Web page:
On shoes, leather scuffs and scratches are unsightly, but they happen to most people with normal wear during their day to day life. In most cases, they can be treated to restore your leather shoes back to a presentable state. Read on to understand the difference between scuffs and scratches, as well as how to treat them.
Material Transfer Scuffs
A material transfer scuff occurs when another object makes contact with your shoe and transfers material. For example, someone else might step on your foot and their rubber sole might leave a black scuff mark. This is the best kind of scuff because it is the easiest to remove. The black mark is added material from another object and the leather shoe itself has not been damaged (hopefully). In this scenario, you just need to gently remove the added material without harming the leather.
To remove material transfer scuffs, start with the least abrasive methods.
A shoe brush is perfect since it’s already designed to remove grit and debris from shoes. Try this option first to see if the brush can remove the scuff.
A pencil eraser works great for simple scuffs because the eraser itself is soft enough that it won’t damage the leather. Apply moderate pressure and work the eraser across the scuff to remove the added material.
A magic eraser is a piece of melamine foam, which is a mildly abrasive foam used to clean stains off a variety of surfaces. Melamine foam can be carefully used to remove foreign marks, but because it is abrasive, be gentle and go slowly so you don’t damage the leather. Wet the melamine foam and then gently wipe the scuff to remove it. Try the melamine on an inconspicuous spot first to ensure it doesn’t cause any damage.
Baking Soda or Toothpaste
For stubborn scuffs, baking soda can be mixed with water to create an abrasive paste. Toothpaste has a similar level of abrasiveness and can also be used with water to remove stubborn scuffs. Both of these solutions are more abrasive, so apply them to a soft cloth and gently work them into the leather to remove the scuff.
What Not to Try
Do not use nail polish remover, rubbing alcohol, dish soap or other chemicals to remove scuffs. All of these have the potential to damage the leather by drying it out, warping it, or cracking it.
In other cases, a scuff may occur when something makes contact with your leather shoe, and doesn’t leave any material behind, but causes shallow damage to the surface. This type of scuff will usually look like someone lightly sandpapered the leather and the affected area will typically be lighter in color. These types of scuffs are basically small scratches since they have damaged the leather itself.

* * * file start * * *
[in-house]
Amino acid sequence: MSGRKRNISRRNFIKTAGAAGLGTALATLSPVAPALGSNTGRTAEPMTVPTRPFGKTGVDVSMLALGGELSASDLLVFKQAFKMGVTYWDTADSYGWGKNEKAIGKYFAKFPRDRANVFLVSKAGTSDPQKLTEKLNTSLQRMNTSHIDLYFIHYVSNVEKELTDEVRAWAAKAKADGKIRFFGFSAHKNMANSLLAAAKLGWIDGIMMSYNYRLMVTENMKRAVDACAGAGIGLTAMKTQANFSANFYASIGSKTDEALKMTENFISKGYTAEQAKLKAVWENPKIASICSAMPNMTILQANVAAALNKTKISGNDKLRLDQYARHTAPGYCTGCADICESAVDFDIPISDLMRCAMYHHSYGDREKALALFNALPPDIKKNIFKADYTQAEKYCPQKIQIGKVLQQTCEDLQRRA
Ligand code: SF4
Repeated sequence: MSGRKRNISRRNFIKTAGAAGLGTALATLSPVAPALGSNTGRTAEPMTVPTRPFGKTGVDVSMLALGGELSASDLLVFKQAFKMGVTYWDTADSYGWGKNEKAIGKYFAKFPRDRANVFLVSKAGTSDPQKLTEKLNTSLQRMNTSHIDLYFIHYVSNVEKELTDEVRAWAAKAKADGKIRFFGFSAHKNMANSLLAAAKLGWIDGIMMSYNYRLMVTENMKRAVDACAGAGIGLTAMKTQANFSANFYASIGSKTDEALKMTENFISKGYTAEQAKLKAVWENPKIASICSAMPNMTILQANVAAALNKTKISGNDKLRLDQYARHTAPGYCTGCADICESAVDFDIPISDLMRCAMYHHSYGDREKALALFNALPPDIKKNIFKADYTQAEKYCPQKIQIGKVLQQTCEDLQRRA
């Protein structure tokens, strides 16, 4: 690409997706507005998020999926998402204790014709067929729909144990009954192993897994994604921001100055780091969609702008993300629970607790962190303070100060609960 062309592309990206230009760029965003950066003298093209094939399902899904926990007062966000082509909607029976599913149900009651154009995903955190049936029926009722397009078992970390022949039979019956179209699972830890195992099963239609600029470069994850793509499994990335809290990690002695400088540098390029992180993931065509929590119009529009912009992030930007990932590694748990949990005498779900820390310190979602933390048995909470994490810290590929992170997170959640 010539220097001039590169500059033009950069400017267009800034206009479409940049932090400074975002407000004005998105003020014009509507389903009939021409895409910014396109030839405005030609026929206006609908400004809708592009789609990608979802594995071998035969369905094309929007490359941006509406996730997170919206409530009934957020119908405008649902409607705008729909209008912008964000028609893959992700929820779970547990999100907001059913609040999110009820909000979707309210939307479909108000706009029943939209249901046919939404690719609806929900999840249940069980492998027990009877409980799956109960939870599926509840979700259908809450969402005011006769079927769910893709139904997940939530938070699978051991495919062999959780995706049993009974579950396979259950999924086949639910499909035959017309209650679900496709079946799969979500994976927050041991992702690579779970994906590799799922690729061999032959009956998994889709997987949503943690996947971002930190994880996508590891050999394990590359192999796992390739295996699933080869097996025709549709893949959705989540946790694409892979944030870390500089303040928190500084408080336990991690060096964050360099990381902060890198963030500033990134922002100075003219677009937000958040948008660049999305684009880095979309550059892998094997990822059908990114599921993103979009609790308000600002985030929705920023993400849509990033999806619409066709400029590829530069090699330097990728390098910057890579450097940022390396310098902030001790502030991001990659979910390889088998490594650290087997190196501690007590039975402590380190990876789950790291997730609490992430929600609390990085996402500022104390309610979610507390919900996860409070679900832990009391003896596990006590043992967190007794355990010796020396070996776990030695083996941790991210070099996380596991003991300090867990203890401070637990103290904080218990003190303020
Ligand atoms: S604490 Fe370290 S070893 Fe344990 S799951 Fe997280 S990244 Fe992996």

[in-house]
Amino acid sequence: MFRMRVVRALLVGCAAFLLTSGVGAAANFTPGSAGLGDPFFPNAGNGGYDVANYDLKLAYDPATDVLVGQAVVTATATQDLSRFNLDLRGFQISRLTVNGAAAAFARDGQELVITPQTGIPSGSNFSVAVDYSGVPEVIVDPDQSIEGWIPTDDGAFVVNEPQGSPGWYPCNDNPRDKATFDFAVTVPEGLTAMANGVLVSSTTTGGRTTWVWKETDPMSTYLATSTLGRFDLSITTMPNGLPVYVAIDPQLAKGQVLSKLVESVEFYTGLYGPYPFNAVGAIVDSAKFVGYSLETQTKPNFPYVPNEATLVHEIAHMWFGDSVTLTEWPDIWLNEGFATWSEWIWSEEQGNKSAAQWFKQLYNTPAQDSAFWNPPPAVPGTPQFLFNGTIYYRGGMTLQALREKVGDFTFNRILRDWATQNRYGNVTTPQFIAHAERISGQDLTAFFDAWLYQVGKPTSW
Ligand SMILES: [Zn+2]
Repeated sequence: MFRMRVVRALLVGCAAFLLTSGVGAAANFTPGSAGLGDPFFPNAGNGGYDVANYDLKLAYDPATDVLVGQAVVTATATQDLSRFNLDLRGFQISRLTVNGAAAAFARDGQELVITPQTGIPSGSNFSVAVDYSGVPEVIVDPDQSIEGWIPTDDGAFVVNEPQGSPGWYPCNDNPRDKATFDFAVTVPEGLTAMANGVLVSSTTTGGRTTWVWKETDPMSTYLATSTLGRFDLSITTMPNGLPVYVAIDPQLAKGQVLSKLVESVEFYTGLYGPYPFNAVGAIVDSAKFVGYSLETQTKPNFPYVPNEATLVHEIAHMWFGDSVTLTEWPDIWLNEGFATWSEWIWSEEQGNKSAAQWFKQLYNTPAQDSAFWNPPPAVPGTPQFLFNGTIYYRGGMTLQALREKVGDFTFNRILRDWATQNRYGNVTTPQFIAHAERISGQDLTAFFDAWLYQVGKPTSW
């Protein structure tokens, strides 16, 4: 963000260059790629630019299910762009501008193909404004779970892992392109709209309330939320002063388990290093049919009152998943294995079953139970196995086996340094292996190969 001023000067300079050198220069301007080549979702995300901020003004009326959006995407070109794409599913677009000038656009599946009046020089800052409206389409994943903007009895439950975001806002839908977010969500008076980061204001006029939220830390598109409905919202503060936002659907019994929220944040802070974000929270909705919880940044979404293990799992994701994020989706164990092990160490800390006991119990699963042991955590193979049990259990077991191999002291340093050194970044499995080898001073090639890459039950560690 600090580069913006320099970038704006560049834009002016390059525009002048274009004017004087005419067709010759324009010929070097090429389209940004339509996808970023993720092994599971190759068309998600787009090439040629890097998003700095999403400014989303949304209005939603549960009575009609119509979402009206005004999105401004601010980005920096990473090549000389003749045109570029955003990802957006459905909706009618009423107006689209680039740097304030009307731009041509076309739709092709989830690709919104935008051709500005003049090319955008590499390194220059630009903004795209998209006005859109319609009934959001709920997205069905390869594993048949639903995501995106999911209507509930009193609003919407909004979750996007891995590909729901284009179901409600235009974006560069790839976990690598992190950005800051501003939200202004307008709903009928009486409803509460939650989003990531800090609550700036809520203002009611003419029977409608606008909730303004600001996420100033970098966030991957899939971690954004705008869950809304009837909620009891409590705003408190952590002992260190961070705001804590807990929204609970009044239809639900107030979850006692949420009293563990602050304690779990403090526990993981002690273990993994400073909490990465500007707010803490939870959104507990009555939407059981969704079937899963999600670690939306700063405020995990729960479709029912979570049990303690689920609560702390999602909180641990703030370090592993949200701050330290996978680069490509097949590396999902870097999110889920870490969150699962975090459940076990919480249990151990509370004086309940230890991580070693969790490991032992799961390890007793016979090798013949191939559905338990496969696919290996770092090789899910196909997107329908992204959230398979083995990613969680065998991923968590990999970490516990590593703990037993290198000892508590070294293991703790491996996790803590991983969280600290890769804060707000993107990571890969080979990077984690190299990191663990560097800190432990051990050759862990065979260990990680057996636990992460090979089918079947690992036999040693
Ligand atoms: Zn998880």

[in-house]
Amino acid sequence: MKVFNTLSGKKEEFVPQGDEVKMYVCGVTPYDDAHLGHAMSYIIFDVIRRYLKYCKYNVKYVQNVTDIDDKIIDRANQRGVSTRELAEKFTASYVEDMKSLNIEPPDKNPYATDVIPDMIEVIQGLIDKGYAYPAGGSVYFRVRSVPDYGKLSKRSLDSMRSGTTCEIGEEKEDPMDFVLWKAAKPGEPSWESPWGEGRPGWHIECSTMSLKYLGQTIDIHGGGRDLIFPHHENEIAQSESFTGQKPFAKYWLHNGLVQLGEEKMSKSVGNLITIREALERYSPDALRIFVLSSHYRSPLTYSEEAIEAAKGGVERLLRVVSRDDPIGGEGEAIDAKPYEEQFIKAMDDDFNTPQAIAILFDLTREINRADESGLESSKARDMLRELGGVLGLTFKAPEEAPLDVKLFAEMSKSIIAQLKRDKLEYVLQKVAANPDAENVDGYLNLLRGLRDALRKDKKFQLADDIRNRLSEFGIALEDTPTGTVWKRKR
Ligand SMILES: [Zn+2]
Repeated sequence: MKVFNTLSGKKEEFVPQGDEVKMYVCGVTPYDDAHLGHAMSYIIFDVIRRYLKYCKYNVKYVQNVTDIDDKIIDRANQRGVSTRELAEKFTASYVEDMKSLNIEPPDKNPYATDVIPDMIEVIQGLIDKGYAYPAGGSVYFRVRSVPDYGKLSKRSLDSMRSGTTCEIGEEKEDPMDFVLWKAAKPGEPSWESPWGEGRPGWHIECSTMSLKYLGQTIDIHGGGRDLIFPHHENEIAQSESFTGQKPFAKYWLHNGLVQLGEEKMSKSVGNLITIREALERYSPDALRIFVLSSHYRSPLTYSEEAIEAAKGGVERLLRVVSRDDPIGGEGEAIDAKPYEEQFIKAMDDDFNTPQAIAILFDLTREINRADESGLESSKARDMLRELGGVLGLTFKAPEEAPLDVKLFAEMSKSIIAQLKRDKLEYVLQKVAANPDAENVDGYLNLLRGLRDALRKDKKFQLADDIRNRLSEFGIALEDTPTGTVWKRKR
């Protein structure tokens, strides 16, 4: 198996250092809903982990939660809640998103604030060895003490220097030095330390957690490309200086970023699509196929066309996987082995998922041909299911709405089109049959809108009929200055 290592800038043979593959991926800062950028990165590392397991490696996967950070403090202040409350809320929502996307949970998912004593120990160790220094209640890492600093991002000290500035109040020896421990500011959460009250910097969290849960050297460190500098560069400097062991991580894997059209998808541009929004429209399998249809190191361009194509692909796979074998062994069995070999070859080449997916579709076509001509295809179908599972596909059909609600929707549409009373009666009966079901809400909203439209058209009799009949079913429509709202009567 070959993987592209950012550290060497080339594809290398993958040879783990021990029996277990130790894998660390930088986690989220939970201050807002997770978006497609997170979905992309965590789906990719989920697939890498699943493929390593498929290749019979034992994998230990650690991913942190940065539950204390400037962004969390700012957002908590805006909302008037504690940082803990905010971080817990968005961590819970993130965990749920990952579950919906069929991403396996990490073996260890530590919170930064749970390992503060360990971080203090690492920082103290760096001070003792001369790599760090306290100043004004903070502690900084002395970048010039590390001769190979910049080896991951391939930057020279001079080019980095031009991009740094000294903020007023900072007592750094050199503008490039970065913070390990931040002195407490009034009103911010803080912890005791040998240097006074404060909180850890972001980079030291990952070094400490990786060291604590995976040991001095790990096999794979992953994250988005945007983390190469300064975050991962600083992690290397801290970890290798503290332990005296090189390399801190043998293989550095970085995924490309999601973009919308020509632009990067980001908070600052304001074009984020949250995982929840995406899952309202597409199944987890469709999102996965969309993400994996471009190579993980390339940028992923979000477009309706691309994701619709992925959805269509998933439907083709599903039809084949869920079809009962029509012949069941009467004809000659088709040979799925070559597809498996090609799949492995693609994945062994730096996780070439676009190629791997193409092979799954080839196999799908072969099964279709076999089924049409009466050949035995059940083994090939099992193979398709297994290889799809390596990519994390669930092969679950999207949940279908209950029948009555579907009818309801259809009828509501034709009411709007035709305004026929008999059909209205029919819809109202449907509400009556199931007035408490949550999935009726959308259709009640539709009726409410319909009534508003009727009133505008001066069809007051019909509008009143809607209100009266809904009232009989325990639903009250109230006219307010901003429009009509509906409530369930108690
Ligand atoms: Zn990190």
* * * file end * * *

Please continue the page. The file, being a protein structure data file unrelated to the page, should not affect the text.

Leather can’t heal itself, so fixing abrasive scuffs is accomplished by a combination of minimizing them, and then hiding them.
Applying a basic conditioner may be all you need to do to fix minor scuffs. Leather conditioner is a moisturizer and just like moisturizing your skin, leather will absorb the moisturizer. Absorbing the moisturizer causes the leather to swell and that swelling will minimize the appearance of scuffs. Apply leather conditioner per the conditioner’s instructions, and when finished, wait for it to fully dry.
If conditioning alone doesn’t eliminate the scuffs, polishing may be able to finish the job. Whereas conditioner focuses on maintaining leather’s softness and texture, polishing is more focused on leather’s appearance. It adds a shine to the outside surface. For fixing scuffs, use a colored polish. Colored polish will help cover up the scuff and make it less visible.
Scratches are similar to scuffs - a foreign object has come in contact with your leather shoes and left a mark. Scratches, however, are deeper than scuffs and are more difficult to repair. In extreme cases, a scratch may go deep enough to cut the leather.
Lessen The Appearance
With deep scratches, it’s nearly impossible to completely hide their appearance, so the focus becomes lessening their appearance. Scratches can give shoes or boots some character, so if they can’t be eliminated, you have to embrace them. Conditioning and polishing can help minimize the appearance of the scratch, but probably won’t hide it completely.
Glue Or Leather Fillers
Some will recommend using glue or fillers to fill a scratch and help hide it. These are a poor choice and are a temporary fix at best. While the shoe may look better in the short term, it will have a negative impact on the way it looks in the long term.
Glue and fillers only work on surfaces that don’t move. Most parts of a leather shoe will be flexed on a regular basis, so glue or filler is likely to work loose, separate from the leather, and look worse than the original scratch. Once this has happened, it’s increasingly difficult to make the leather look presentable.
Cuts can’t be repaired while still maintaining the shoe or boot’s appearance. A cut has separated the leather into two distinct pieces and has compromised the shoe’s outside layer. There are some solutions, like gluing the cut closed, or sewing it back together, but these are functional fixes that don’t do anything to fix the shoe’s overall appearance.
If your leather shoes or boots have been cut, it may be time to move on to a new pair.
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